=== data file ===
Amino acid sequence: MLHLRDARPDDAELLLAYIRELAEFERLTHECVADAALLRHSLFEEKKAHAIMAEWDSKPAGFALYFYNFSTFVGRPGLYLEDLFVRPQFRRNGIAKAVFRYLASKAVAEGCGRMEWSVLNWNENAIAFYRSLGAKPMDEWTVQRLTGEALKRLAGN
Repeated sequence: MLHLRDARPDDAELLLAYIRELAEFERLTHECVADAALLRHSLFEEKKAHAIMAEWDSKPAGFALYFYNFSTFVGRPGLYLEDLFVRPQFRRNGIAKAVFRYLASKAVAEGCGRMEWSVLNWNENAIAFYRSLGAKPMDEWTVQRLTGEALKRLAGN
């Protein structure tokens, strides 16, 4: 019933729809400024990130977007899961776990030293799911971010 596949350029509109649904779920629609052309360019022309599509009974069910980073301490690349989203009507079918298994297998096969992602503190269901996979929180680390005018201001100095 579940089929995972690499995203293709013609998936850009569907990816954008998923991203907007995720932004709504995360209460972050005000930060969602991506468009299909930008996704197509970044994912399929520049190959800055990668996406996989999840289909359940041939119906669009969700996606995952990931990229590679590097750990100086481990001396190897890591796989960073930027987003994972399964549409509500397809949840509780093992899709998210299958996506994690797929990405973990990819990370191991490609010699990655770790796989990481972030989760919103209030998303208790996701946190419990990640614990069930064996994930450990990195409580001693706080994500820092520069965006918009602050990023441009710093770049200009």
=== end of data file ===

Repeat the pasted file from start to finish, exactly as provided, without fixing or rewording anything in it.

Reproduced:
Amino acid sequence: MLHLRDARPDDAELLLAYIRELAEFERLTHECVADAALLRHSLFEEKKAHAIMAEWDSKPAGFALYFYNFSTFVGRPGLYLEDLFVRPQFRRNGIAKAVFRYLASKAVAEGCGRMEWSVLNWNENAIAFYRSLGAKPMDEWTVQRLTGEALKRLAGN
Repeated sequence: MLHLRDARPDDAELLLAYIRELAEFERLTHECVADAALLRHSLFEEKKAHAIMAEWDSKPAGFALYFYNFSTFVGRPGLYLEDLFVRPQFRRNGIAKAVFRYLASKAVAEGCGRMEWSVLNWNENAIAFYRSLGAKPMDEWTVQRLTGEALKRLAGN
């Protein structure tokens, strides 16, 4: 019933729809400024990130977007899961776990030293799911971010 596949350029509109649904779920629609052309360019022309599509009974069910980073301490690349989203009507079918298994297998096969992602503190269901996979929180680390005018201001100095 579940089929995972690499995203293709013609998936850009569907990816954008998923991203907007995720932004709504995360209460972050005000930060969602991506468009299909930008996704197509970044994912399929520049190959800055990668996406996989999840289909359940041939119906669009969700996606995952990931990229590679590097750990100086481990001396190897890591796989960073930027987003994972399964549409509500397809949840509780093992899709998210299958996506994690797929990405973990990819990370191991490609010699990655770790796989990481972030989760919103209030998303208790996701946190419990990640614990069930064996994930450990990195409580001693706080994500820092520069965006918009602050990023441009710093770049200009």